“For instance, I haven’t Facetimed my dad in two weeks, and we’re best buds. So yesterday we were finally able to have a long Facetime. I think it’s important for people to remember that it’s the people that matter in life and that we are not our jobs.

“Many of my live events and keynotes have canceled for the next two months, so this has opened up a great space for me to focus on the items at the bottom of my to-do list. For instance, we’re throwing up our online course, finally! We’re getting more diligent about connecting with our audiences remotely. I’ve also had time to work on my new book. So there have been a lot of positives.”

Mitch: “I can support everything Erin and Brian just said. Our son is coming home from USC today, as their classes are going online. They’ve been asked not to return after Spring Break, so one of the plusses is that our son gets to come home and hang out with us for a while.

“Professionally, it’s been exciting to watch our clients start to embrace technology; they’re starting to see how live video works, how it can connect us in a safe fashion, and how it allows us to continue doing business and moving forward in a very uncertain world.

“Now is the opportunity to pivot, and do what I call a pre-mortem: instead of evaluating something post-mortem during an autopsy, we can sit down ahead of time and come up with solutions with our team and our best customers to figure out what we need to do.” (Mitch Jackson)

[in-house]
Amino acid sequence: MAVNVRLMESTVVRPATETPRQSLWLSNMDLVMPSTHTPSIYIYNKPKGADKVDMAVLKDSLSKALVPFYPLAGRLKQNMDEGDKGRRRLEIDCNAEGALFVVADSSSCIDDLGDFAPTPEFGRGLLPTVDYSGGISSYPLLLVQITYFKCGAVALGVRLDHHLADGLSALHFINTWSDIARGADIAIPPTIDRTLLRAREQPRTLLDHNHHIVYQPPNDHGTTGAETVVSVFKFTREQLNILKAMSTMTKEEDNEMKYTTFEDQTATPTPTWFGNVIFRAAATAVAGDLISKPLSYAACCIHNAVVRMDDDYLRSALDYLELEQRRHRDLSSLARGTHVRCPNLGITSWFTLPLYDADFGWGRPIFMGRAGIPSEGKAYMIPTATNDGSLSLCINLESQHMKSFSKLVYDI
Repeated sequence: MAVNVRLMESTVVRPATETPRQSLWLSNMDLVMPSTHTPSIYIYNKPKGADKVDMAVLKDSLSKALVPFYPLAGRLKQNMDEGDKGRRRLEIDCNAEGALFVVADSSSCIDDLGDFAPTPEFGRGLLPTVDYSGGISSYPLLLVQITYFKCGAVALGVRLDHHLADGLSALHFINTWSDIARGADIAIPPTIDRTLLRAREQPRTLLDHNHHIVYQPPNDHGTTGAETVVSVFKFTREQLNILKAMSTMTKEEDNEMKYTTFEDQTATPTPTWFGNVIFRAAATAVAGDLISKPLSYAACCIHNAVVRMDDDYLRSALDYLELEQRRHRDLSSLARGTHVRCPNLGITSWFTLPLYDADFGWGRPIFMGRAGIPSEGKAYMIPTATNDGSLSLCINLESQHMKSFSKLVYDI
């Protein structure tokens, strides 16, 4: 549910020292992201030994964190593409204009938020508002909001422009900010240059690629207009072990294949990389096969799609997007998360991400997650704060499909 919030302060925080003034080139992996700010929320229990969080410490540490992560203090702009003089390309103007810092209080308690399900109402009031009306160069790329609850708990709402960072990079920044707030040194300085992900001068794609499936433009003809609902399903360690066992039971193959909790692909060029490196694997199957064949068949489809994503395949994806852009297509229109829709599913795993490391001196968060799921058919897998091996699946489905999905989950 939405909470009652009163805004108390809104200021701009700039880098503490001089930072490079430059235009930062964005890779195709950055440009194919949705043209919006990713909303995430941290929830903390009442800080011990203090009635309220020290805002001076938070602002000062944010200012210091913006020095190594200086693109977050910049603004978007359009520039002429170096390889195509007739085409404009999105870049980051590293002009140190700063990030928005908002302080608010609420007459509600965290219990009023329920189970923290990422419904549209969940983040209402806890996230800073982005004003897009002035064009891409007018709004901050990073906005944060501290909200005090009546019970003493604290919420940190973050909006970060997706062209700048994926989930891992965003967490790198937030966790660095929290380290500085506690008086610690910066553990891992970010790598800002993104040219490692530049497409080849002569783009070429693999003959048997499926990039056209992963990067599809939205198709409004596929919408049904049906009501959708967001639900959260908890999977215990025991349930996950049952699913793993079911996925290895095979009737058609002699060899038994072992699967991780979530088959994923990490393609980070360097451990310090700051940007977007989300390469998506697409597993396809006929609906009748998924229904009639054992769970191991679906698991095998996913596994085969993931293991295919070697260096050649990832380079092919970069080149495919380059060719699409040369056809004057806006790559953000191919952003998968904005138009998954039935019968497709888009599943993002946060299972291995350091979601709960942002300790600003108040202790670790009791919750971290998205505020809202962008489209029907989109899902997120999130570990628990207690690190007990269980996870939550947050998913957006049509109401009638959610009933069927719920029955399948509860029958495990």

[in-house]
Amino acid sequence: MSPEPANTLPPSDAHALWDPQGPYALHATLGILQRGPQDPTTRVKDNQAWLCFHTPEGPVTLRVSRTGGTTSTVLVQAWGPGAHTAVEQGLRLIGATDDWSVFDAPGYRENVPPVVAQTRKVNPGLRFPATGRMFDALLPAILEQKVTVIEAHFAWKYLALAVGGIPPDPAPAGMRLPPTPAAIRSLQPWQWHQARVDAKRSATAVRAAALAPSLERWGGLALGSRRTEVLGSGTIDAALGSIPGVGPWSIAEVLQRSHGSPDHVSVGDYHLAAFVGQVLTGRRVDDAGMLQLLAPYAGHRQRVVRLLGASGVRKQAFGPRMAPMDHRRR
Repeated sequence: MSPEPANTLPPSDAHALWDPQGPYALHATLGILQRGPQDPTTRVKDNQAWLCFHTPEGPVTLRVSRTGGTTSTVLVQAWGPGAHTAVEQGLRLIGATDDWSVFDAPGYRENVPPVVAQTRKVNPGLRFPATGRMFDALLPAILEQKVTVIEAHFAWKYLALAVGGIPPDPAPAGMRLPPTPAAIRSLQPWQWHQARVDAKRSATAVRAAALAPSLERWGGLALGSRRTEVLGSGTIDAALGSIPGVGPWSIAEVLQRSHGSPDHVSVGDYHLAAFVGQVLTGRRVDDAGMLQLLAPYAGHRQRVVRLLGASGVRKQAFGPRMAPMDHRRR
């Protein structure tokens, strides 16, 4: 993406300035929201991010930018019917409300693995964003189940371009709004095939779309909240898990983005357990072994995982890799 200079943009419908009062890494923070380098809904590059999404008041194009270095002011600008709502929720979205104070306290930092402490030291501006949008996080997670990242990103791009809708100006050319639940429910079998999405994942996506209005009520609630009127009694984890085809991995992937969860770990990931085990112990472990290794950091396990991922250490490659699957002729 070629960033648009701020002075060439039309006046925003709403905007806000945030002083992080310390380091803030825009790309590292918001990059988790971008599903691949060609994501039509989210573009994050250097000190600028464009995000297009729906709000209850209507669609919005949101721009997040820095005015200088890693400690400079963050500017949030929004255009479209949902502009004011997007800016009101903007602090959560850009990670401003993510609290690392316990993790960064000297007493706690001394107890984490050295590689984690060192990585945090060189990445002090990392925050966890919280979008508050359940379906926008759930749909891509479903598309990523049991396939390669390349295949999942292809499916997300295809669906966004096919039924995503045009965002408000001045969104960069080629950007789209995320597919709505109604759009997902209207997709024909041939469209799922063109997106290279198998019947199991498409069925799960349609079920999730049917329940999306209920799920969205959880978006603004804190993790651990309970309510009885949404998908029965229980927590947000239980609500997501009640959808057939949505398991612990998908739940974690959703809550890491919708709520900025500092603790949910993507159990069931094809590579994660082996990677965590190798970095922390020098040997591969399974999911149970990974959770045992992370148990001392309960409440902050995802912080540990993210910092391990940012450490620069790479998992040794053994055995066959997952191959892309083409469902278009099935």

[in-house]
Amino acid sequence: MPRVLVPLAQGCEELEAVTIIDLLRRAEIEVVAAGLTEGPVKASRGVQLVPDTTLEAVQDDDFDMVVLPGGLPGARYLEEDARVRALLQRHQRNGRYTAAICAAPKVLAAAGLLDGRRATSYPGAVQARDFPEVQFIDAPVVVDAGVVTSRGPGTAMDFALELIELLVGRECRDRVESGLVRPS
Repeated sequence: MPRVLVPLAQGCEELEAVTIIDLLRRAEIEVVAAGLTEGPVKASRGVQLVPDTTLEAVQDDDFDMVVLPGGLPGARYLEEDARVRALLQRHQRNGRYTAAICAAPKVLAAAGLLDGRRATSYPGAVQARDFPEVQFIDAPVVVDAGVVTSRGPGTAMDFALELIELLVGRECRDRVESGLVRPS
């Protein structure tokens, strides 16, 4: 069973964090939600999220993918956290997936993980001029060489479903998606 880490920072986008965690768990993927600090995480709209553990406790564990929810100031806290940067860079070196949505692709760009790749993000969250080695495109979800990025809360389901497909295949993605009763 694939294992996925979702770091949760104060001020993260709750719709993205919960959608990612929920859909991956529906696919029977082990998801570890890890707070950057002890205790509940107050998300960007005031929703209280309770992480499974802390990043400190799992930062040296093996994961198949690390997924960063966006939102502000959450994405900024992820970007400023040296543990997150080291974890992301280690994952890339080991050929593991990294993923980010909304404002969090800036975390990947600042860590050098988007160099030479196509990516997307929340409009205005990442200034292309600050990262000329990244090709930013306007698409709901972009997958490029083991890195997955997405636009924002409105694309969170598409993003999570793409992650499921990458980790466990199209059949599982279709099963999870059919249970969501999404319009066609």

“Right now, the biggest issue I’m seeing is cancellations of services, products, and speaking events. So if you’re a speaker, use this time to focus on tidying up and clarifying your cancellation policy in your speaking agreement. If you’re selling products or services, what does your cancellation clause say? Does it help protect your interests? If so, you have leverage, and that gives you the ability to be flexible with rescheduling or to offer a longer term of delivery.”future for marketers

Q. Speaking of cancellation agreements, what should speakers and event planners have in place to protect themselves?

Mitch: “If you’re a speaker, make sure you document the terms and conditions of your speaking agreement in writing. For instance, let’s say you’re asked to speak on a cruise ship, but that ship recently had 19 infected employees … and the management company still wants you to be there on this three-day cruise. This is the type of situation in which you have the discretion to say no thanks! This doesn’t put you in breach of contract, as management has the responsibility to provide a reasonably safe venue for speakers, employees, volunteers, and attendees.

“This example is at the far end of the spectrum, but unfortunately, after being in business for 34 years, I can tell you that sometimes it’s a challenge to get corporations to put the safety of people over their year-end profits.